Heat shrink tubing and electrical tape both demonstrate superior insulation and protection properties. Therefore, when considering the varied applicational purposes of each, it makes sense to assume that their use is practically interchangeable.

However, this assumption is wrong. Heat shrink tubing and electrical tape are noticeably different in composition. They have several key differences and knowing these will help you to decide which you should use.

Interested in learning if you should use heat shrink tubing or electrical tape? Keep reading below to discover a definitive answer.

What Is Heat Shrink Tubing Used For?

Heat shrink tubing will shrink to the size of the substrate it is placed around and create a seamless, airtight sleeve. There are a range of different sizes, colours and shrink ratios to choose from, making heat shrink tubing very flexible. The various elastomers include PVC, neoprene, Kynar® and Teflon®.

Additionally, heat shrink tubing can be manufactured to military specifications (MILSPEC) to meet the most stringent military standards. The most common uses of heat shrink tubing include:

  • Wire insulation
  • Abrasion, extreme temperatures and harsh environment resistance
  • Protection from moisture, dust and solvents
  • Electrical component protection
  • The repair of insulation or wires

How To Use Electrical Tape

Electrical tape is pressure sensitive and is typically applied to a joint or portion of the wire to insulate the wire or protect the outer sheath from harsh environments to ensure that it doesn’t become damaged and expose the wire conductors underneath. It’s sometimes referred to as friction or insulation tape.

Depending on the specific application, coloured electrical tape is often used to help identify specific wires and where they will be routed to within a closed or expansive environment. Electrical tape isn’t as durable as heat shrink tubing as it’s more susceptible to abrasion and being damaged, however, it is very useful in maintaining electrical continuity, covering exposed wires and connecting multiple wire types.

Additionally, electrical tape can be made of different plastics, including vinyl, rubber, mastic and varnished cambric. Able to be stretched, electrical tape is very flexible and therefore is used for a range of purposes. Although different colours can be used, the most common colour is black.

The most common uses of electrical tape include:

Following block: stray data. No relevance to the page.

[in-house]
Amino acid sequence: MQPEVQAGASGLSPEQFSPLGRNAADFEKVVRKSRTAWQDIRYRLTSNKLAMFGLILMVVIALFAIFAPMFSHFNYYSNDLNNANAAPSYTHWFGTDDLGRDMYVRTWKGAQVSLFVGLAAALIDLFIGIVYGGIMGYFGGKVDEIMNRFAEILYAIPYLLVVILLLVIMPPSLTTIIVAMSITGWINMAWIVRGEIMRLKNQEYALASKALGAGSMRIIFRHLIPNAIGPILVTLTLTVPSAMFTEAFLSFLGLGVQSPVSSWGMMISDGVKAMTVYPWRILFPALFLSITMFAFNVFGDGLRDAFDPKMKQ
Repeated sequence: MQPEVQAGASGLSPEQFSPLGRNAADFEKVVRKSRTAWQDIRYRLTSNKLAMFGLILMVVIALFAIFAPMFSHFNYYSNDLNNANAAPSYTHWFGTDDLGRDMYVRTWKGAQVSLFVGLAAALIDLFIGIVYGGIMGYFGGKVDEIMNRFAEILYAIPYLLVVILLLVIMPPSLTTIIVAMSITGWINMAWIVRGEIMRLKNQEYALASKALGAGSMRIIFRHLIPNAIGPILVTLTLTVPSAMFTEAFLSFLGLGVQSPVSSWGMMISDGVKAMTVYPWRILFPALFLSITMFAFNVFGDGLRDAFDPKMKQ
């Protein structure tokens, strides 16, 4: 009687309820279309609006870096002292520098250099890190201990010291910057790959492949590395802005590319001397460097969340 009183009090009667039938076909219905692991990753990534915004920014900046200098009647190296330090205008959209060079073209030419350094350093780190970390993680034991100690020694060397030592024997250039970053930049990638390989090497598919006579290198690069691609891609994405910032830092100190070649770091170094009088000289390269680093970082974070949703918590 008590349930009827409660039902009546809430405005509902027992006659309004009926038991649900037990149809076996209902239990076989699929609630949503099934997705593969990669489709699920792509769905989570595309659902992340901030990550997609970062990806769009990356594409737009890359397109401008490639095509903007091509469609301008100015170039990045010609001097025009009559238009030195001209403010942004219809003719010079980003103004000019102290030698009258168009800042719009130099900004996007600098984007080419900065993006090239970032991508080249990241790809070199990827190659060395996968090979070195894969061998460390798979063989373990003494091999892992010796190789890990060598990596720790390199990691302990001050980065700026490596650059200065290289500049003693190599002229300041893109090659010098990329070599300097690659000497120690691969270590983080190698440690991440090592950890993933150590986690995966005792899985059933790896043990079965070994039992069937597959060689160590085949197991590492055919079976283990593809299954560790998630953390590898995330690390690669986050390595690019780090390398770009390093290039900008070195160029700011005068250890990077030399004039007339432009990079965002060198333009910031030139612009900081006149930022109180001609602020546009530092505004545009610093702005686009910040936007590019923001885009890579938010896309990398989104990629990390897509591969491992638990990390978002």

• Wire insulation
  • Bundling wires together
  • Repairing sheathing abrasions
  • Identification

Although heat shrink tubing and electrical tape are similar in some respects, it’s their differences that are most notable. Both are used as insulators, are manufactured in different colours and are easy to apply. But that’s where the similarities end.

How Does Heat Shrink Tubing Differ From Electrical Tape?

Heat shrink tubing is manufactured in predetermined shrink ratios. Though it may not be as obviously flexible as electrical tape, heat shrink tubing does allow for that seamless fit that electrical tape simply cannot offer.

The other obvious difference is that heat shrink tubing is manufactured in a variety of different elastomers and therefore can provide tailored insulation, protection and repair depending on the environment you use it in. For example, neoprene is a great insulator against weather elements.

Moreover, heat shrink tubing is more reliable than electrical tape and will generally not need to be replaced as frequently as electrical tape. Although not overly expensive, heat shrink tubing will save you the hassle of repeated application.

What Are The Advantages Of Electrical Tape?

Arguably, the biggest advantage of electrical tape is that it’s simple and quick to apply. The tape can be easily wrapped around an ethernet cable, for example, in seconds. To use heat shrink tubing, you’ll first have to buy or cut the tubing to the appropriate size and then use a heat gun to shrink it until it fits seamlessly around the same ethernet cable.  

Electrical tape does lose its adhesiveness over time and is particularly at risk from environmental attributes, such as chemicals and abrasion. It is ideal as a short-term solution to covering exposed wiring inside a cable sheath. Often, electrical tape will need to be replaced with a more permanent solution – like heat shrink tubing.

Another advantage of using electrical tape is that it is sold in a range of colours and can be used to identify electrical voltage, with each colour representing the amount of voltage. Although you may be able to use different coloured heat shrink for the same purpose, electrical tape is quicker and safer to apply and can be sold in the colours of electrical phasing.

So, which is better - heat shrink tubing or electrical tape? 

Looking at all the above information, it really does depend on what you need a solution for. If you need something temporary, electrical tape is a good quick fix. Something more permanent and at higher risk of succumbing to external factors will probably be better with heat shrink to protect it.